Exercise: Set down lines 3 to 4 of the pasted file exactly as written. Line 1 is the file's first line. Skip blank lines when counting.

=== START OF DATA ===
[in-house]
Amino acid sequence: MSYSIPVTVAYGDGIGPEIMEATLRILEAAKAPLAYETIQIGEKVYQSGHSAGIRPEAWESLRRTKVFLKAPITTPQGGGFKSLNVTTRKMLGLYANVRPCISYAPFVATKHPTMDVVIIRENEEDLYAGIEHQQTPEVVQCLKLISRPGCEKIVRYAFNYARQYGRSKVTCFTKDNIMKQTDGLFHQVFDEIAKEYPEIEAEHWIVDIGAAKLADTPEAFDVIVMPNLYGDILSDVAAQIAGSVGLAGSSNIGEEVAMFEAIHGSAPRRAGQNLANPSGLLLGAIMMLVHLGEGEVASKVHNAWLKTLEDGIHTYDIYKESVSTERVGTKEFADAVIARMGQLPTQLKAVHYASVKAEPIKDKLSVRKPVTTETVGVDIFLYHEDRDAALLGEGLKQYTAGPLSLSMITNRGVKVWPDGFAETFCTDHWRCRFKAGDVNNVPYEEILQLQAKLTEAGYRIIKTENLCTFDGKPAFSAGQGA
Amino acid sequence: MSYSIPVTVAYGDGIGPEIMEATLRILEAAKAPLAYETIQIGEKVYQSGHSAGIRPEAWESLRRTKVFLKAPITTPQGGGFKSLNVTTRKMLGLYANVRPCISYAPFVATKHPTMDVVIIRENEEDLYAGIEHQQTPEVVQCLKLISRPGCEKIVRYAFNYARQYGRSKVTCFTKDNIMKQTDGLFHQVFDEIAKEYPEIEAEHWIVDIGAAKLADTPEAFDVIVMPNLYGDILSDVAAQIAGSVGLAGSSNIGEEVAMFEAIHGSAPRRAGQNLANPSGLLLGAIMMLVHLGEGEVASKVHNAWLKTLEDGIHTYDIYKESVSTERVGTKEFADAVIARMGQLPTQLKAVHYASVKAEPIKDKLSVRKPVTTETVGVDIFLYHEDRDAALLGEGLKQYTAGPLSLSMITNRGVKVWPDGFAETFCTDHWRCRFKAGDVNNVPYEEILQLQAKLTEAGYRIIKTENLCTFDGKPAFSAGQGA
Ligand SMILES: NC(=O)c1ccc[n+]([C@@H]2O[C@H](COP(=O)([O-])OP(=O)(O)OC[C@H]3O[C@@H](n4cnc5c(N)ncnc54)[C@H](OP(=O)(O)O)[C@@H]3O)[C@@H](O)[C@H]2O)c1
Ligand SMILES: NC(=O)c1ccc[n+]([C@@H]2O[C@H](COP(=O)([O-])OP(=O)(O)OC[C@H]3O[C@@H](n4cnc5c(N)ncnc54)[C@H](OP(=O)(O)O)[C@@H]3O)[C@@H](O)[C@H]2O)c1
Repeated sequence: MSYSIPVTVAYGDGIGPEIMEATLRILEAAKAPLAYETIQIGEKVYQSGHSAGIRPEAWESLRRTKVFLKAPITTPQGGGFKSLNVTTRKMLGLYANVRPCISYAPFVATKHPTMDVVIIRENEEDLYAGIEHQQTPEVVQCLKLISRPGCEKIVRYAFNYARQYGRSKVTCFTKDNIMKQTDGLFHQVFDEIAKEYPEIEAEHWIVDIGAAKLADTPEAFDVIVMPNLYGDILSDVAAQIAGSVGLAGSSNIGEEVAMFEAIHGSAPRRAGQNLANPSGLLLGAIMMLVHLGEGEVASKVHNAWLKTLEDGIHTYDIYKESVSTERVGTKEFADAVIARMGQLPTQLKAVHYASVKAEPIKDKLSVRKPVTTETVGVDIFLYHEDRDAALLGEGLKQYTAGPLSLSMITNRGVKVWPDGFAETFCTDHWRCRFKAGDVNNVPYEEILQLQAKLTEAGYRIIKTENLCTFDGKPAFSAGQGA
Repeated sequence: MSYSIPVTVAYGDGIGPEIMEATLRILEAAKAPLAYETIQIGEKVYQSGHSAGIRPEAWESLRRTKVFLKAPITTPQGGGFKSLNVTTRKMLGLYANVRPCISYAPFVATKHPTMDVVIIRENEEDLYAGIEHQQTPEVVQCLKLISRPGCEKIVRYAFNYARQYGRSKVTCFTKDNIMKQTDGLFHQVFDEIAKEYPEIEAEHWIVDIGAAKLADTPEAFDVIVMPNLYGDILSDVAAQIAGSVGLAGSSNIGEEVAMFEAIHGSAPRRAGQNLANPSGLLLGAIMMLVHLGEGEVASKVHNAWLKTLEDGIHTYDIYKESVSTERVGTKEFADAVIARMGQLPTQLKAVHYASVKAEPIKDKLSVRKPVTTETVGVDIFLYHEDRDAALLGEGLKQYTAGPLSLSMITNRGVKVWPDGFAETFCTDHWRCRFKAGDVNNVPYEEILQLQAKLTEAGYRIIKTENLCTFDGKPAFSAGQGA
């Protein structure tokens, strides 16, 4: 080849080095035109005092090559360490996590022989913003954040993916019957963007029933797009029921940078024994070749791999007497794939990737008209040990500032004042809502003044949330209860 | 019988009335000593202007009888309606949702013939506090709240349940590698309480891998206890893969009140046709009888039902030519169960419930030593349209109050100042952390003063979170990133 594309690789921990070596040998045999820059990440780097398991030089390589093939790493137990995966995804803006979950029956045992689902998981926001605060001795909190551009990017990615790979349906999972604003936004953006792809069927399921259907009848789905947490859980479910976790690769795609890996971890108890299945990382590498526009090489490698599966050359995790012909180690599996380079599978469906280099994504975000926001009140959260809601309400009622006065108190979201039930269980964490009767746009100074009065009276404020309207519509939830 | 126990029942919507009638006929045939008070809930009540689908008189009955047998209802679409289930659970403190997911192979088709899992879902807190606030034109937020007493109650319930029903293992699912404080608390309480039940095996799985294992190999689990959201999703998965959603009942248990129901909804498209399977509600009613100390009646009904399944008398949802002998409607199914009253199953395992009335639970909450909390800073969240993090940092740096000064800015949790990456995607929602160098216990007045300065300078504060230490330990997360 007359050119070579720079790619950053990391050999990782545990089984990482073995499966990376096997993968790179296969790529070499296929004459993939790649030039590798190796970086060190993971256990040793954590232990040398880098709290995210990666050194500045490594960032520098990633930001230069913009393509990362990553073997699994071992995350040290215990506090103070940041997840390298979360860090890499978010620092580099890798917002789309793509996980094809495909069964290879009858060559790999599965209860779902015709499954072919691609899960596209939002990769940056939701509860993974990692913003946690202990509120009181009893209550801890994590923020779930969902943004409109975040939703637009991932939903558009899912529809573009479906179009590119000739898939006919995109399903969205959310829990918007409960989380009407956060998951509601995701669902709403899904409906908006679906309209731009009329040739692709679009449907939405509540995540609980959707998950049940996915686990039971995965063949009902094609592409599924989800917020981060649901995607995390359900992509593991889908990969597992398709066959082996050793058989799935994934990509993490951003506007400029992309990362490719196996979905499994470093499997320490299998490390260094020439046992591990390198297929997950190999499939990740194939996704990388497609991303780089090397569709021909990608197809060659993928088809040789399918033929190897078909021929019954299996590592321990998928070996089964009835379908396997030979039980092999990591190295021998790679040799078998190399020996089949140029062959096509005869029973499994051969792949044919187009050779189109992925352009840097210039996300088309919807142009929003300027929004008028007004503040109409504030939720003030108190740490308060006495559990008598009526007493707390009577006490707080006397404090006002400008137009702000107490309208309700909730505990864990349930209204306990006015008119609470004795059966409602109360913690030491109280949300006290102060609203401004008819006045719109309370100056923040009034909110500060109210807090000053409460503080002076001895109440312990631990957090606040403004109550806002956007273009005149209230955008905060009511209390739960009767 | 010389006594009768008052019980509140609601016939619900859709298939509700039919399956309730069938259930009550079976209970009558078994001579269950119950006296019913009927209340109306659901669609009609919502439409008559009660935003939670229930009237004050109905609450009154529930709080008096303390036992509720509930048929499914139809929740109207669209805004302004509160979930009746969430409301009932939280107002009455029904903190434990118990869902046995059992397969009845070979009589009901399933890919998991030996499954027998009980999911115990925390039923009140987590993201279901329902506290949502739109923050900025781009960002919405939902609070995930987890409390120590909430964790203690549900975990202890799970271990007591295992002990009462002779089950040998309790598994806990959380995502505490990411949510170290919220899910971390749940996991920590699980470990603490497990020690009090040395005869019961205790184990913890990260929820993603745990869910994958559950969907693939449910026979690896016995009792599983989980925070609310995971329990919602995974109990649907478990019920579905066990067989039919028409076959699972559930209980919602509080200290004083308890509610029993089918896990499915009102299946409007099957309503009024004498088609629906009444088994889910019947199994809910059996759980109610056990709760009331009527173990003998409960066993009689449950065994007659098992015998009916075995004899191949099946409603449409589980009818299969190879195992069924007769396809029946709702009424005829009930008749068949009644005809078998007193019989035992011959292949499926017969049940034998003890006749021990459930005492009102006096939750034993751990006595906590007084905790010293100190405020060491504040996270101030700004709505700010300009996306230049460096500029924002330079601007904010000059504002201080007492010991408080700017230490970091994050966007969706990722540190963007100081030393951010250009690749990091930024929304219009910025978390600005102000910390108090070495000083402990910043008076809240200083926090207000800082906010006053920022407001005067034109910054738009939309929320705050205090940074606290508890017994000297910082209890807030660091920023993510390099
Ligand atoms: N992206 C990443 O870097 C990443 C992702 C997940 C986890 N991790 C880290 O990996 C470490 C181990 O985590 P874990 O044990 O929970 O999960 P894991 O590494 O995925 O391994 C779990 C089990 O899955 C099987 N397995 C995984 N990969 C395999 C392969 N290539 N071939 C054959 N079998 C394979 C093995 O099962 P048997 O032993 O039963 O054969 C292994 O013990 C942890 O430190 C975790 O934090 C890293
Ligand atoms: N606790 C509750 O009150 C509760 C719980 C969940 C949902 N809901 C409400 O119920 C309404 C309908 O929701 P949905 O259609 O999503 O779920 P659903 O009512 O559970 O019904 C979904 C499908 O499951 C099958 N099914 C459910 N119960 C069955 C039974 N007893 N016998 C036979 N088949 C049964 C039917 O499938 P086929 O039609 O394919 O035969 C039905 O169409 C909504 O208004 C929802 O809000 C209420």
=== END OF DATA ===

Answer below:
Amino acid sequence: MSYSIPVTVAYGDGIGPEIMEATLRILEAAKAPLAYETIQIGEKVYQSGHSAGIRPEAWESLRRTKVFLKAPITTPQGGGFKSLNVTTRKMLGLYANVRPCISYAPFVATKHPTMDVVIIRENEEDLYAGIEHQQTPEVVQCLKLISRPGCEKIVRYAFNYARQYGRSKVTCFTKDNIMKQTDGLFHQVFDEIAKEYPEIEAEHWIVDIGAAKLADTPEAFDVIVMPNLYGDILSDVAAQIAGSVGLAGSSNIGEEVAMFEAIHGSAPRRAGQNLANPSGLLLGAIMMLVHLGEGEVASKVHNAWLKTLEDGIHTYDIYKESVSTERVGTKEFADAVIARMGQLPTQLKAVHYASVKAEPIKDKLSVRKPVTTETVGVDIFLYHEDRDAALLGEGLKQYTAGPLSLSMITNRGVKVWPDGFAETFCTDHWRCRFKAGDVNNVPYEEILQLQAKLTEAGYRIIKTENLCTFDGKPAFSAGQGA
Ligand SMILES: NC(=O)c1ccc[n+]([C@@H]2O[C@H](COP(=O)([O-])OP(=O)(O)OC[C@H]3O[C@@H](n4cnc5c(N)ncnc54)[C@H](OP(=O)(O)O)[C@@H]3O)[C@@H](O)[C@H]2O)c1